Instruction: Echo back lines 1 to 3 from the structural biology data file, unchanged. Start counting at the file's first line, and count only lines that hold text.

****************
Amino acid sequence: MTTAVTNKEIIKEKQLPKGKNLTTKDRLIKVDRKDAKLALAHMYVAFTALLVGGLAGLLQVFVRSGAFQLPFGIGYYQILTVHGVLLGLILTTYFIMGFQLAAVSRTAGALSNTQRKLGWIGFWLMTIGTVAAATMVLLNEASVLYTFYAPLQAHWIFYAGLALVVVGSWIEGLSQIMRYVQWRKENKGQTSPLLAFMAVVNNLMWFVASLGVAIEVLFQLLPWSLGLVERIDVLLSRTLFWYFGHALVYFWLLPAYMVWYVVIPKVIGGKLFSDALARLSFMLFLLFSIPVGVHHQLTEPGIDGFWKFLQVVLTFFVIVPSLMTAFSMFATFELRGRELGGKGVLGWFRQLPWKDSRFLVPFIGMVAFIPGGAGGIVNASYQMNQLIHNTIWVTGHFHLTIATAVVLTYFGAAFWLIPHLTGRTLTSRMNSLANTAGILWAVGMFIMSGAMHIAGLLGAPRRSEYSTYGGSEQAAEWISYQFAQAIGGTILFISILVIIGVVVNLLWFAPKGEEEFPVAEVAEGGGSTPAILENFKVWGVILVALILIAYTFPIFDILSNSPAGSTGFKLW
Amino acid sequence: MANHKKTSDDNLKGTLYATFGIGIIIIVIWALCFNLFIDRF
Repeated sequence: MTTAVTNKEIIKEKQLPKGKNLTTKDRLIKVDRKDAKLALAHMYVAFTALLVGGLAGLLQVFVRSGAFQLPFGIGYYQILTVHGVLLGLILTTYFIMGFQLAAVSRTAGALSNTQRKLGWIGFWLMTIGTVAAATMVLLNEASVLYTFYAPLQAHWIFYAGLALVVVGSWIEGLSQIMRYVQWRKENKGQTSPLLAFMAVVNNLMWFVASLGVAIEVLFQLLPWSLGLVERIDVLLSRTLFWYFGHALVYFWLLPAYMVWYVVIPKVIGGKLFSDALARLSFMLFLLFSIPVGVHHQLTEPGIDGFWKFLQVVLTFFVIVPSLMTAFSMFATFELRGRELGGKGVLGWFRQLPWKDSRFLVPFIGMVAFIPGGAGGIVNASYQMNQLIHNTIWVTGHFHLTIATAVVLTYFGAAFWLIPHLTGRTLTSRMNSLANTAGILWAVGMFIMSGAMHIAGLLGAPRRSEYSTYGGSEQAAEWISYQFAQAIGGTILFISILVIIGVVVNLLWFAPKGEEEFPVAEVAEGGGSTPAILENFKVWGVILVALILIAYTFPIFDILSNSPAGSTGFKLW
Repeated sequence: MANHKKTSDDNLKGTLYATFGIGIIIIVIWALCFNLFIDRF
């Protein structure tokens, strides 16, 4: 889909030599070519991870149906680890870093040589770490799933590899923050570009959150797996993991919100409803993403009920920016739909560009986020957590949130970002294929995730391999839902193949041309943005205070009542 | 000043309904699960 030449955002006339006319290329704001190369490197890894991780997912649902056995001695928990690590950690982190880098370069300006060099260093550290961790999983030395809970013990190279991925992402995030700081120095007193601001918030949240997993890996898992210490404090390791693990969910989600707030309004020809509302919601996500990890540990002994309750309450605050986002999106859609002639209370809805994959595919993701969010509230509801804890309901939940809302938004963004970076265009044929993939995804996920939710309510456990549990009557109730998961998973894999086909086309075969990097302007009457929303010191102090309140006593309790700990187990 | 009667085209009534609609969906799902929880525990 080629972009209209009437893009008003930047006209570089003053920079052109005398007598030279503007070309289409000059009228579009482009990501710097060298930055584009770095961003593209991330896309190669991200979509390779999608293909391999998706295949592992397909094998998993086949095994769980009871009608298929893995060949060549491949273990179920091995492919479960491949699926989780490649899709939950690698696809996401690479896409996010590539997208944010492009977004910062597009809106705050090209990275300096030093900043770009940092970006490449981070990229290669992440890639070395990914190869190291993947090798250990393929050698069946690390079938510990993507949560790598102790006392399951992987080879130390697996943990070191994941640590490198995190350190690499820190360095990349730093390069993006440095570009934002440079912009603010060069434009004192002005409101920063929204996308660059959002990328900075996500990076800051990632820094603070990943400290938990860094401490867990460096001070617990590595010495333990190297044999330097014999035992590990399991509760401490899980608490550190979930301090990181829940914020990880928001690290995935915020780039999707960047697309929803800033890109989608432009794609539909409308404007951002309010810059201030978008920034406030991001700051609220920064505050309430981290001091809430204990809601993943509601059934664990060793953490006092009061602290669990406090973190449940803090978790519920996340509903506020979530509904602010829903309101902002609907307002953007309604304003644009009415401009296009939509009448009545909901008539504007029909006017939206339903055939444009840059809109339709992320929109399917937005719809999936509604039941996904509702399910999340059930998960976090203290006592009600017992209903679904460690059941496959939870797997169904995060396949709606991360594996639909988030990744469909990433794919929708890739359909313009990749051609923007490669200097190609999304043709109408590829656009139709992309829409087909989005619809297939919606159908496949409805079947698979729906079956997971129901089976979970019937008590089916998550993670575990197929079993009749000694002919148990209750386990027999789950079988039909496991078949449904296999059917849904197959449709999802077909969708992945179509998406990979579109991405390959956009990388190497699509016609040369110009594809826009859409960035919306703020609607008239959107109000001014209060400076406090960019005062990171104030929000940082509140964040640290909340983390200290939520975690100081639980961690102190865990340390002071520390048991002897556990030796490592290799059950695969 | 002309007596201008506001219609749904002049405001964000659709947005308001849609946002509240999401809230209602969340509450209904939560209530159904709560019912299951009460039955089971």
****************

Amino acid sequence: MTTAVTNKEIIKEKQLPKGKNLTTKDRLIKVDRKDAKLALAHMYVAFTALLVGGLAGLLQVFVRSGAFQLPFGIGYYQILTVHGVLLGLILTTYFIMGFQLAAVSRTAGALSNTQRKLGWIGFWLMTIGTVAAATMVLLNEASVLYTFYAPLQAHWIFYAGLALVVVGSWIEGLSQIMRYVQWRKENKGQTSPLLAFMAVVNNLMWFVASLGVAIEVLFQLLPWSLGLVERIDVLLSRTLFWYFGHALVYFWLLPAYMVWYVVIPKVIGGKLFSDALARLSFMLFLLFSIPVGVHHQLTEPGIDGFWKFLQVVLTFFVIVPSLMTAFSMFATFELRGRELGGKGVLGWFRQLPWKDSRFLVPFIGMVAFIPGGAGGIVNASYQMNQLIHNTIWVTGHFHLTIATAVVLTYFGAAFWLIPHLTGRTLTSRMNSLANTAGILWAVGMFIMSGAMHIAGLLGAPRRSEYSTYGGSEQAAEWISYQFAQAIGGTILFISILVIIGVVVNLLWFAPKGEEEFPVAEVAEGGGSTPAILENFKVWGVILVALILIAYTFPIFDILSNSPAGSTGFKLW
Amino acid sequence: MANHKKTSDDNLKGTLYATFGIGIIIIVIWALCFNLFIDRF
Repeated sequence: MTTAVTNKEIIKEKQLPKGKNLTTKDRLIKVDRKDAKLALAHMYVAFTALLVGGLAGLLQVFVRSGAFQLPFGIGYYQILTVHGVLLGLILTTYFIMGFQLAAVSRTAGALSNTQRKLGWIGFWLMTIGTVAAATMVLLNEASVLYTFYAPLQAHWIFYAGLALVVVGSWIEGLSQIMRYVQWRKENKGQTSPLLAFMAVVNNLMWFVASLGVAIEVLFQLLPWSLGLVERIDVLLSRTLFWYFGHALVYFWLLPAYMVWYVVIPKVIGGKLFSDALARLSFMLFLLFSIPVGVHHQLTEPGIDGFWKFLQVVLTFFVIVPSLMTAFSMFATFELRGRELGGKGVLGWFRQLPWKDSRFLVPFIGMVAFIPGGAGGIVNASYQMNQLIHNTIWVTGHFHLTIATAVVLTYFGAAFWLIPHLTGRTLTSRMNSLANTAGILWAVGMFIMSGAMHIAGLLGAPRRSEYSTYGGSEQAAEWISYQFAQAIGGTILFISILVIIGVVVNLLWFAPKGEEEFPVAEVAEGGGSTPAILENFKVWGVILVALILIAYTFPIFDILSNSPAGSTGFKLW